It may not be politically correct to start a business meeting with the proffering of an open cigar box, but the cigar culture is still here. You just have to know where to find it.
How times have changed. At the turn of the century, Sieverts Tobacco had a factory by Halifax harbour where employees would hand-roll cigars to be sold in their store on Barrington Street. Over a hundred years later, that store is still on Barrington Street and still boasts cigars and pipes as the cornerstone of business. The factory, however, is long gone – and so are the days of cigar bars and smoking in public. Even the cigar renaissance of the mid-1990s has cooled, when the glossy and celebrity-studded Cigar Aficionado seemed to bring back some of the shine on the stogie.
This isn’t a bad thing – smoking anything at all is unhealthy, no question. Still, there’s something about the cigar as a mark of success, of celebration, of something going right. Of boardroom conspiracy and collaboration. Of dark wood and leather. And though you may no longer be able to walk in and casually browse Sievert’s humidors (Nova Scotia law states tobacco products be shielded from consumers), there is still a cigar culture in Atlantic Canada.
“It’s not as busy as it once was,” fourth-generation Sievert owner Craig Sievert says, “but we’re still in business: the cigar will always have a place at a celebration, as a gift, as something to be enjoyed.”
On Moncton’s Main Street, Keating’s Tobacco Shop is equally a landmark institution. Open since 1926, Keating’s boasts one of the biggest cigar selections east of Montreal, displayed lovingly in six double-door humidors.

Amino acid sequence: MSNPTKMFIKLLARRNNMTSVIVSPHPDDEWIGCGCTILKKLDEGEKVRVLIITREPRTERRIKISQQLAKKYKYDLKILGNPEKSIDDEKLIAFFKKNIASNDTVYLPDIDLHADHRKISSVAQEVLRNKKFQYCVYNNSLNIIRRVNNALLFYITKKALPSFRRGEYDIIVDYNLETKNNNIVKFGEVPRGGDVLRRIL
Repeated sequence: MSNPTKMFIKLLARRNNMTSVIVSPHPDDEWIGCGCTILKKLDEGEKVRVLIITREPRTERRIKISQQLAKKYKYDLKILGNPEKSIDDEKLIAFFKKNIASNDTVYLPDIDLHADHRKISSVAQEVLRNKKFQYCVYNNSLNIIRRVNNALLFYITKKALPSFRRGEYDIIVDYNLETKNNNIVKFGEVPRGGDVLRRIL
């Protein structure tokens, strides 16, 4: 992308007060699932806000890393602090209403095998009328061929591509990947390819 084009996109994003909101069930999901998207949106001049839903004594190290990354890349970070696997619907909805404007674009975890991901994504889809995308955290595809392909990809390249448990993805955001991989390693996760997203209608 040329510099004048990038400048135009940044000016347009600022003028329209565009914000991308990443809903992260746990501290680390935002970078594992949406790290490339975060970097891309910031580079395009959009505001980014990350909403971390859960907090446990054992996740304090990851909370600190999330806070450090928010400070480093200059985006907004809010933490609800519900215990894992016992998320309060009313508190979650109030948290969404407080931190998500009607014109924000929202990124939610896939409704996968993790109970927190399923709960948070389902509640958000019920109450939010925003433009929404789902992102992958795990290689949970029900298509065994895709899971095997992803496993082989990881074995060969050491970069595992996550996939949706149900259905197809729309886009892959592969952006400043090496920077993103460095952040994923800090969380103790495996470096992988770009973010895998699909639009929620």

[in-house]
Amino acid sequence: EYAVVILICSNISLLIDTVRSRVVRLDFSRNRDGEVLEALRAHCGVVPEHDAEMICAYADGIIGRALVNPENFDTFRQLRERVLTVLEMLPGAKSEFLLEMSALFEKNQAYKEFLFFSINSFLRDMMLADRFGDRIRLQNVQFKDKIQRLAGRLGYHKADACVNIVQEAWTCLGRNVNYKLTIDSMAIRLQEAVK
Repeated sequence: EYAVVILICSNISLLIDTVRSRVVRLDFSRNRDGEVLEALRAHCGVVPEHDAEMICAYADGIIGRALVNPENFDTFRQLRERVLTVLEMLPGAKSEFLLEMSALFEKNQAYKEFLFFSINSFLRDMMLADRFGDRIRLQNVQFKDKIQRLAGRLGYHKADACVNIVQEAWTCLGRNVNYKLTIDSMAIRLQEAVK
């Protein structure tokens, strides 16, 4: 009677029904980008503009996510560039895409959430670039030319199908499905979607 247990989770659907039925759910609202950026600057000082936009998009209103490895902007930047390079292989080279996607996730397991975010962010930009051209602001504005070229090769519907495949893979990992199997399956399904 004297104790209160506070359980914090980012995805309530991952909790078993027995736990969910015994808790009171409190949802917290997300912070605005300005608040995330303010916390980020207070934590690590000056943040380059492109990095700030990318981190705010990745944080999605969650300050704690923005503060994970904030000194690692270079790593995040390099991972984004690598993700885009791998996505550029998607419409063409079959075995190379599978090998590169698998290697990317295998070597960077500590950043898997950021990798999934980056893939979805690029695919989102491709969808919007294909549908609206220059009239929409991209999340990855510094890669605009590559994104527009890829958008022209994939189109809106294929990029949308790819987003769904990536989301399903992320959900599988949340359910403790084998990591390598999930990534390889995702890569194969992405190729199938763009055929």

“Our business is still strong,” says Joe Vasseur, taking a quick break on another busy day in Keating’s. “We see many professionals, business people, tourists. We serve the people looking for a three-dollar throwaway cigar for around the campfire as well as the aficionado looking for a fine cigar to enjoy with a glass of Scotch.”
Vasseur prickles at talk of tobacco laws, drawing a distinction between mass-market cigarettes and small, cheap cigars and the higher end products that are available. “The laws are definitely not friendly to a business like ours,” he says. “But we’re a speciality shop, catering to a clientele looking for a premium product.”
Whether you enjoy a cigar or not, you can still – perhaps – appreciate the nostalgia it evokes. “People today are in a big hurry,” explains Sievert. “They rush their lunches so they can get off early and go home. They don’t hang around…When they killed public smoking, they took away some of the time people spend together.”
Vasseur shares this lament, which is not so much for a cigar smoke-filled room but for a time when busy working folks took time out to relax, reflect and breathe deeply. “It’s much the same as enjoying a nice bottle of wine or a nice cut of meat,” Vasseur says. “A good cigar is meant to be consumed slowly, at a leisurely pace – not ripped into. It’s not a stress-reliever or something you chain smoke. It’s a leisure activity.”
“Look, cigars are not for everyone. But those who like one are not criminals … everyone should find what works for them. It’s about good living.”
Cuba vs. everyone else: “You can’t really go wrong with a Cuban cigar,” says Sievert. Vasseur agrees, adding that Dominican and some Central American cigars are now about equal, though without the marketing dollars behind them. “Quality is increasing across the board,” he says.
Size does matter: If you’re buying for someone else, try to find out what size of cigar they like. A big fat stogie is not for everyone.
The last word: “Do not light a cigar with a Zippo or oil-based lighter,” says Vasseur, “unless you like the taste of petrol.” Use a tasteless butane lighter, a wooden match or – if you’re really looking to go all out – light a small piece of cedar (available at finer smoke shops) with your match, then use that to light the cigar. “Hold the flame at least half an inch from the cigar, and turn it slowly, four or five times.”
Now sit back and relax. That’s an order.